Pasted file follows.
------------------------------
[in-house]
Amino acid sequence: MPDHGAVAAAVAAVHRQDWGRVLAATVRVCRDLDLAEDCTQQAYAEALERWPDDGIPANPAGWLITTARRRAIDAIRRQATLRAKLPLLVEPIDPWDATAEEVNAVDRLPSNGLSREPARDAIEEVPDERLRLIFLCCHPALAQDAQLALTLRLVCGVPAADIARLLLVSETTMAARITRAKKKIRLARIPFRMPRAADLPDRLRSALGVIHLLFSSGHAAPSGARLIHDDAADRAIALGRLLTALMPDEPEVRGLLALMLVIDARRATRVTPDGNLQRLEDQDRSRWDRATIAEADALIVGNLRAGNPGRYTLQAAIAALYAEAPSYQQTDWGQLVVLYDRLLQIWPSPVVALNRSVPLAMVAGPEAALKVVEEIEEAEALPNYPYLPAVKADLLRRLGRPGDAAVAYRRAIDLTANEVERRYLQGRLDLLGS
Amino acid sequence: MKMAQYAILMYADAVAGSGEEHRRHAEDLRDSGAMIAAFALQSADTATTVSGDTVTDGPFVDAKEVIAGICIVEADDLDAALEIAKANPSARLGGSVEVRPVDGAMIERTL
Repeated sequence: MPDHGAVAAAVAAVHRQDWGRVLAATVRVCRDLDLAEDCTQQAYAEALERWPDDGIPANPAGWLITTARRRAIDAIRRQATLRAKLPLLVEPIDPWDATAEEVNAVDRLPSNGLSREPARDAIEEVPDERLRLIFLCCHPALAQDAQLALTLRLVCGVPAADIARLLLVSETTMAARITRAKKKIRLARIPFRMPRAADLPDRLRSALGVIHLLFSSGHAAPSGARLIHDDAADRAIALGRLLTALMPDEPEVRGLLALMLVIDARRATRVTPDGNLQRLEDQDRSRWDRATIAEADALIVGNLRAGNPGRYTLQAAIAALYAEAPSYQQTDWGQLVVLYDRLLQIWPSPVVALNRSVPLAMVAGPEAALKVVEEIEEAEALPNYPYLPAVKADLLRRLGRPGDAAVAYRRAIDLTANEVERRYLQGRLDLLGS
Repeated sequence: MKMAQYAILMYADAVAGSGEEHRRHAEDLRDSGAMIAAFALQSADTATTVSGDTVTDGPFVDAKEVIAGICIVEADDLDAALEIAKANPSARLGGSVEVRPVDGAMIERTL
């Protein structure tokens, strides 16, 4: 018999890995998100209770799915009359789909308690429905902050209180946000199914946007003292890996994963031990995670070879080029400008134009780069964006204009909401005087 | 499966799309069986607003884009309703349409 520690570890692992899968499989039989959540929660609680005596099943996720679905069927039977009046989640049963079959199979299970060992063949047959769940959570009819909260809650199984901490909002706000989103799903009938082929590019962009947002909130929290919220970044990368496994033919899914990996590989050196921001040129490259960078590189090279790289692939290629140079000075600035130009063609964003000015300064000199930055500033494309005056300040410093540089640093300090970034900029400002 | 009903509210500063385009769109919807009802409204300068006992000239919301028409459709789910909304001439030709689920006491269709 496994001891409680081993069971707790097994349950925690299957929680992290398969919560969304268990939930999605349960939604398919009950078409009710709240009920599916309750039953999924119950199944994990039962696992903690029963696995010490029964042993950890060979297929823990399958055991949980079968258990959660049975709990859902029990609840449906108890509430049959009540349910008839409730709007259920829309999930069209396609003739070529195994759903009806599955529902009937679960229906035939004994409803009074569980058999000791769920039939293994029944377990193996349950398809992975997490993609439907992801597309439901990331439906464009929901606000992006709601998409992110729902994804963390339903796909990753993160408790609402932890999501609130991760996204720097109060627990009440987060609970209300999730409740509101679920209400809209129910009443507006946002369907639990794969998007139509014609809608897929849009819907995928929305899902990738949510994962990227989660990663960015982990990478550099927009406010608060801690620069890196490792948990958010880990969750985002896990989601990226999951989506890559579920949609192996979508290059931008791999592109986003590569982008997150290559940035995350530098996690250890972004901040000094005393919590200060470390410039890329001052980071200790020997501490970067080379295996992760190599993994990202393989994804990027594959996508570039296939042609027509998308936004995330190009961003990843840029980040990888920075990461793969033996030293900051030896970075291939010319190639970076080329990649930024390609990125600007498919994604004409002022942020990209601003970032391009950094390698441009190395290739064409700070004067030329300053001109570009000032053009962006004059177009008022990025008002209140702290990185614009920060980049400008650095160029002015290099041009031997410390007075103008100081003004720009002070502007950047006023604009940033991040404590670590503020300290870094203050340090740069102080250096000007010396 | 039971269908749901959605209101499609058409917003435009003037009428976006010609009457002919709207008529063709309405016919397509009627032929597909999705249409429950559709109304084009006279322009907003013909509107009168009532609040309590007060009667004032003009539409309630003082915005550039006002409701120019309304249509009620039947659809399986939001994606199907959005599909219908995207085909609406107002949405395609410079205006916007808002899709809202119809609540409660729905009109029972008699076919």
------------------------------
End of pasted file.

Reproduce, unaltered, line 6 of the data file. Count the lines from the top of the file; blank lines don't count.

């Protein structure tokens, strides 16, 4: 018999890995998100209770799915009359789909308690429905902050209180946000199914946007003292890996994963031990995670070879080029400008134009780069964006204009909401005087 | 499966799309069986607003884009309703349409 520690570890692992899968499989039989959540929660609680005596099943996720679905069927039977009046989640049963079959199979299970060992063949047959769940959570009819909260809650199984901490909002706000989103799903009938082929590019962009947002909130929290919220970044990368496994033919899914990996590989050196921001040129490259960078590189090279790289692939290629140079000075600035130009063609964003000015300064000199930055500033494309005056300040410093540089640093300090970034900029400002 | 009903509210500063385009769109919807009802409204300068006992000239919301028409459709789910909304001439030709689920006491269709 496994001891409680081993069971707790097994349950925690299957929680992290398969919560969304268990939930999605349960939604398919009950078409009710709240009920599916309750039953999924119950199944994990039962696992903690029963696995010490029964042993950890060979297929823990399958055991949980079968258990959660049975709990859902029990609840449906108890509430049959009540349910008839409730709007259920829309999930069209396609003739070529195994759903009806599955529902009937679960229906035939004994409803009074569980058999000791769920039939293994029944377990193996349950398809992975997490993609439907992801597309439901990331439906464009929901606000992006709601998409992110729902994804963390339903796909990753993160408790609402932890999501609130991760996204720097109060627990009440987060609970209300999730409740509101679920209400809209129910009443507006946002369907639990794969998007139509014609809608897929849009819907995928929305899902990738949510994962990227989660990663960015982990990478550099927009406010608060801690620069890196490792948990958010880990969750985002896990989601990226999951989506890559579920949609192996979508290059931008791999592109986003590569982008997150290559940035995350530098996690250890972004901040000094005393919590200060470390410039890329001052980071200790020997501490970067080379295996992760190599993994990202393989994804990027594959996508570039296939042609027509998308936004995330190009961003990843840029980040990888920075990461793969033996030293900051030896970075291939010319190639970076080329990649930024390609990125600007498919994604004409002022942020990209601003970032391009950094390698441009190395290739064409700070004067030329300053001109570009000032053009962006004059177009008022990025008002209140702290990185614009920060980049400008650095160029002015290099041009031997410390007075103008100081003004720009002070502007950047006023604009940033991040404590670590503020300290870094203050340090740069102080250096000007010396 | 039971269908749901959605209101499609058409917003435009003037009428976006010609009457002919709207008529063709309405016919397509009627032929597909999705249409429950559709109304084009006279322009907003013909509107009168009532609040309590007060009667004032003009539409309630003082915005550039006002409701120019309304249509009620039947659809399986939001994606199907959005599909219908995207085909609406107002949405395609410079205006916007808002899709809202119809609540409660729905009109029972008699076919």